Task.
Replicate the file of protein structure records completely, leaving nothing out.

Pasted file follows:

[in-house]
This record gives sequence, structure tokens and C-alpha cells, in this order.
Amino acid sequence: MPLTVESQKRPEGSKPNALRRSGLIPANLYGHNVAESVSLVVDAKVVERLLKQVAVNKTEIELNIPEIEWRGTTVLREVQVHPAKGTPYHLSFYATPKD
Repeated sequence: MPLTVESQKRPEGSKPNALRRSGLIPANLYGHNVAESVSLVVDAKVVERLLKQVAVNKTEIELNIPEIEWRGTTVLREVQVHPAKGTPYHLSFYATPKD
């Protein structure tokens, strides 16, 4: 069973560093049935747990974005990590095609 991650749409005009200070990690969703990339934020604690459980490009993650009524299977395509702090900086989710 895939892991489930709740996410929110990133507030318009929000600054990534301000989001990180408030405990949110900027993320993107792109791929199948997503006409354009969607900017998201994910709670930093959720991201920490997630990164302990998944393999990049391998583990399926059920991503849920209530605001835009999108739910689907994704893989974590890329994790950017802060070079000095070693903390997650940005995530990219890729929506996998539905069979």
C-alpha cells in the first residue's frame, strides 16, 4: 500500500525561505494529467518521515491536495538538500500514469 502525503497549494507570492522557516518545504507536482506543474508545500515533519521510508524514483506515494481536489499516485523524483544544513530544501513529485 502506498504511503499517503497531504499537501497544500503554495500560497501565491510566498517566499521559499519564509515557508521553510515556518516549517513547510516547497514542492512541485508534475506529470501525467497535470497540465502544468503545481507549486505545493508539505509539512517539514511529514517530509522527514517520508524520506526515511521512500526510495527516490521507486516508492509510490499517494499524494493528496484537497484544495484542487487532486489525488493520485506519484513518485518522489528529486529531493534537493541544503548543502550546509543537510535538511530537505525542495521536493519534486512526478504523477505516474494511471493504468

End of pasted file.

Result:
[in-house]
This record gives sequence, structure tokens and C-alpha cells, in this order.
Amino acid sequence: MPLTVESQKRPEGSKPNALRRSGLIPANLYGHNVAESVSLVVDAKVVERLLKQVAVNKTEIELNIPEIEWRGTTVLREVQVHPAKGTPYHLSFYATPKD
Repeated sequence: MPLTVESQKRPEGSKPNALRRSGLIPANLYGHNVAESVSLVVDAKVVERLLKQVAVNKTEIELNIPEIEWRGTTVLREVQVHPAKGTPYHLSFYATPKD
């Protein structure tokens, strides 16, 4: 069973560093049935747990974005990590095609 991650749409005009200070990690969703990339934020604690459980490009993650009524299977395509702090900086989710 895939892991489930709740996410929110990133507030318009929000600054990534301000989001990180408030405990949110900027993320993107792109791929199948997503006409354009969607900017998201994910709670930093959720991201920490997630990164302990998944393999990049391998583990399926059920991503849920209530605001835009999108739910689907994704893989974590890329994790950017802060070079000095070693903390997650940005995530990219890729929506996998539905069979």
C-alpha cells in the first residue's frame, strides 16, 4: 500500500525561505494529467518521515491536495538538500500514469 502525503497549494507570492522557516518545504507536482506543474508545500515533519521510508524514483506515494481536489499516485523524483544544513530544501513529485 502506498504511503499517503497531504499537501497544500503554495500560497501565491510566498517566499521559499519564509515557508521553510515556518516549517513547510516547497514542492512541485508534475506529470501525467497535470497540465502544468503545481507549486505545493508539505509539512517539514511529514517530509522527514517520508524520506526515511521512500526510495527516490521507486516508492509510490499517494499524494493528496484537497484544495484542487487532486489525488493520485506519484513518485518522489528529486529531493534537493541544503548543502550546509543537510535538511530537505525542495521536493519534486512526478504523477505516474494511471493504468